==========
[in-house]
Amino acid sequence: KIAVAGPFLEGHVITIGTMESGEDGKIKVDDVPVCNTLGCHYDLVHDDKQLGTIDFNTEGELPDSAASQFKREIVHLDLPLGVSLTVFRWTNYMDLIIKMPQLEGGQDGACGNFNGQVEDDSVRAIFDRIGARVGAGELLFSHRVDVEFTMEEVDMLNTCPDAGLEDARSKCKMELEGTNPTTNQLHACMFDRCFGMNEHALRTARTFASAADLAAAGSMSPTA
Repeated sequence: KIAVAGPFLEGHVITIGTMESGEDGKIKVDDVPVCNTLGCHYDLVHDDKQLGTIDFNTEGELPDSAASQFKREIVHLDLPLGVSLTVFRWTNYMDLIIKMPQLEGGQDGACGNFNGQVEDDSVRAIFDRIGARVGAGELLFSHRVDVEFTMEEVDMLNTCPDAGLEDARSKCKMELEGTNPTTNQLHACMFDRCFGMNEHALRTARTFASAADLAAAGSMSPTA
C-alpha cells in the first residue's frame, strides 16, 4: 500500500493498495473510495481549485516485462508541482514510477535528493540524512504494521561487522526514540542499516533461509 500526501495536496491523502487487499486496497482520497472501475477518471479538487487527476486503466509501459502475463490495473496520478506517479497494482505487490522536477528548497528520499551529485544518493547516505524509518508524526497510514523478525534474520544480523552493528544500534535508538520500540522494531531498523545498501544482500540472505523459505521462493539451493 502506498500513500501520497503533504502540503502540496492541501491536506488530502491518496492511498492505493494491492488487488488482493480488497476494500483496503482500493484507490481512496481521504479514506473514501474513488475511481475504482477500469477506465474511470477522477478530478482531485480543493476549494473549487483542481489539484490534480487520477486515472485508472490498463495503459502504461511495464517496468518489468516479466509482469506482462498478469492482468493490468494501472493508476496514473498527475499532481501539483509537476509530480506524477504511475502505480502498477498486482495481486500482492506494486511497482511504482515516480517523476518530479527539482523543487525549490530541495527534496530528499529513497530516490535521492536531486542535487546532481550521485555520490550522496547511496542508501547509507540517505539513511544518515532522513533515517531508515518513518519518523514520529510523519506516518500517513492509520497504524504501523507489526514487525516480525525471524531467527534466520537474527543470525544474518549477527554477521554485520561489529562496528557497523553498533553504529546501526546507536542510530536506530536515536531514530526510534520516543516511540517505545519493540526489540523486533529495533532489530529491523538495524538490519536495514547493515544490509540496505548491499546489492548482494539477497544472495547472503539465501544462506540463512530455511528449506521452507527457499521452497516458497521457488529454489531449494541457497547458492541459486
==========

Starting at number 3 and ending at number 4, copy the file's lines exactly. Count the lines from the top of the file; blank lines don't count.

Repeated sequence: KIAVAGPFLEGHVITIGTMESGEDGKIKVDDVPVCNTLGCHYDLVHDDKQLGTIDFNTEGELPDSAASQFKREIVHLDLPLGVSLTVFRWTNYMDLIIKMPQLEGGQDGACGNFNGQVEDDSVRAIFDRIGARVGAGELLFSHRVDVEFTMEEVDMLNTCPDAGLEDARSKCKMELEGTNPTTNQLHACMFDRCFGMNEHALRTARTFASAADLAAAGSMSPTA
C-alpha cells in the first residue's frame, strides 16, 4: 500500500493498495473510495481549485516485462508541482514510477535528493540524512504494521561487522526514540542499516533461509 500526501495536496491523502487487499486496497482520497472501475477518471479538487487527476486503466509501459502475463490495473496520478506517479497494482505487490522536477528548497528520499551529485544518493547516505524509518508524526497510514523478525534474520544480523552493528544500534535508538520500540522494531531498523545498501544482500540472505523459505521462493539451493 502506498500513500501520497503533504502540503502540496492541501491536506488530502491518496492511498492505493494491492488487488488482493480488497476494500483496503482500493484507490481512496481521504479514506473514501474513488475511481475504482477500469477506465474511470477522477478530478482531485480543493476549494473549487483542481489539484490534480487520477486515472485508472490498463495503459502504461511495464517496468518489468516479466509482469506482462498478469492482468493490468494501472493508476496514473498527475499532481501539483509537476509530480506524477504511475502505480502498477498486482495481486500482492506494486511497482511504482515516480517523476518530479527539482523543487525549490530541495527534496530528499529513497530516490535521492536531486542535487546532481550521485555520490550522496547511496542508501547509507540517505539513511544518515532522513533515517531508515518513518519518523514520529510523519506516518500517513492509520497504524504501523507489526514487525516480525525471524531467527534466520537474527543470525544474518549477527554477521554485520561489529562496528557497523553498533553504529546501526546507536542510530536506530536515536531514530526510534520516543516511540517505545519493540526489540523486533529495533532489530529491523538495524538490519536495514547493515544490509540496505548491499546489492548482494539477497544472495547472503539465501544462506540463512530455511528449506521452507527457499521452497516458497521457488529454489531449494541457497547458492541459486